Customs scans fliers bringing in foreign currency in Mumbai | mumbai news | Hindustan Times
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Customs scans fliers bringing in foreign currency in Mumbai

The Air Intelligence Unit (AIU) of the Mumbai customs is keeping a close eye on flyers bringing in foreign currency after receiving intelligence that some people are converting the demonetised notes into foreign currency to save the money

mumbai Updated: Dec 07, 2016 22:25 IST
Pratik Salunke
The rules say that any person can bring foreign currency to India and there is no limit on it. However, declaring the currency on a Currency Declaration Form (CDF) in two scenarios is mandatory.
The rules say that any person can bring foreign currency to India and there is no limit on it. However, declaring the currency on a Currency Declaration Form (CDF) in two scenarios is mandatory.(HT File Photo)

The Air Intelligence Unit (AIU) of the Mumbai customs is keeping a close eye on flyers bringing in foreign currency after receiving intelligence that some people are converting the demonetised notes into foreign currency to save the money. 

“There are reports that people are converting their old currency to foreign currency and then taking it out of the country, only to carry it back again. They declare this foreign currency before the customs and make it legal,”said a senior officer.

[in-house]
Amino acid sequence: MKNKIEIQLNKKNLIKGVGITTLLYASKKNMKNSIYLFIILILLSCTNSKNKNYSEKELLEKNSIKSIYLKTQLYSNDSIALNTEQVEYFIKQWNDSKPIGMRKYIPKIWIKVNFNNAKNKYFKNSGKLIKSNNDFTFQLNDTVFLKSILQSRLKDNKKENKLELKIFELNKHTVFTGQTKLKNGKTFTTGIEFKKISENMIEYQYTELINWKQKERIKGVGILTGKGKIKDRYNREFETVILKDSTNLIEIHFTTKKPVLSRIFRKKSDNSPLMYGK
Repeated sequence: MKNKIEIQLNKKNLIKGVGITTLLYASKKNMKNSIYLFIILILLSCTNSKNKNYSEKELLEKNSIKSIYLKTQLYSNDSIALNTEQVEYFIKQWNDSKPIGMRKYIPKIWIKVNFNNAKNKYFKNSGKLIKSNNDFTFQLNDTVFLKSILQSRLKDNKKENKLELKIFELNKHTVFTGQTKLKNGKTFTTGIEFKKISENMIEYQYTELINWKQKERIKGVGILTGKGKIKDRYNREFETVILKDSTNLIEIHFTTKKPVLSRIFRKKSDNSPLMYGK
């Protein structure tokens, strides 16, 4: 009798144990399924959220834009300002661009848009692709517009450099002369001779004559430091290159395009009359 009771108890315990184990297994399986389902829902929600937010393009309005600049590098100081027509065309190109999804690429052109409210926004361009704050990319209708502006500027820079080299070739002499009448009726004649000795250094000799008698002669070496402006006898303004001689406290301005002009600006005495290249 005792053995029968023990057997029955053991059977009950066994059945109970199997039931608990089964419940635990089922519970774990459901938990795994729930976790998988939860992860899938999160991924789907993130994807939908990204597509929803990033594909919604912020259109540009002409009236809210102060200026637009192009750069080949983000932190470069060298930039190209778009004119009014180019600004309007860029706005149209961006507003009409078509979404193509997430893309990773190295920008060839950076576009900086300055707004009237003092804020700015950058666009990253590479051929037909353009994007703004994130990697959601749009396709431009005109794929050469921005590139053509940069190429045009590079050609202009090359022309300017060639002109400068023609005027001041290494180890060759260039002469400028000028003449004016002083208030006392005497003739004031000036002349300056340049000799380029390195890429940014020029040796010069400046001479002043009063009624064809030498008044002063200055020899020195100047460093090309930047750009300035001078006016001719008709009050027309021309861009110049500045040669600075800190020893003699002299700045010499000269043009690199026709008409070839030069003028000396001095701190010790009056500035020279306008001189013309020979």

The rules say that any person can bring foreign currency to India and there is no limit on it. However, declaring the currency on a Currency Declaration Form (CDF) in two scenarios is mandatory. First, where the value of the notes exceed US$5,000 or equivalent and second, where the aggregate of the foreign exchange (in the form of currency notes, bank notes, traveller cheques etc.) exceeds US$ 10,000 or equivalent. 

 Officials said that the after-effects of demonetisation included new trends in money-laundering and smuggling. The AIU has been initiating cases wherein flyers have been intercepted with undeclared foreign currency being brought to the country. AIU is investigating to find out if the attempts had anything to do with the demonetisation. 

The agency, however, has limitations because detecting currency is not an easy task. Sources stated that the baggage scanning machines are equipped with metal detectors and they need to be upgraded to detect currency as well. There is also a huge demand for the new denominations abroad.

“New Indian notes of Rs 500 and Rs 2000 are also in demand by Forex dealers who are abroad. Some are resorting to smuggle them abroad,” said the officer.

Since the announcement on scrapping old notes on November 8, foreign exchange centers outside India have stopped accepting the notes. This has limited the options for people abroad to covert their black money into white.

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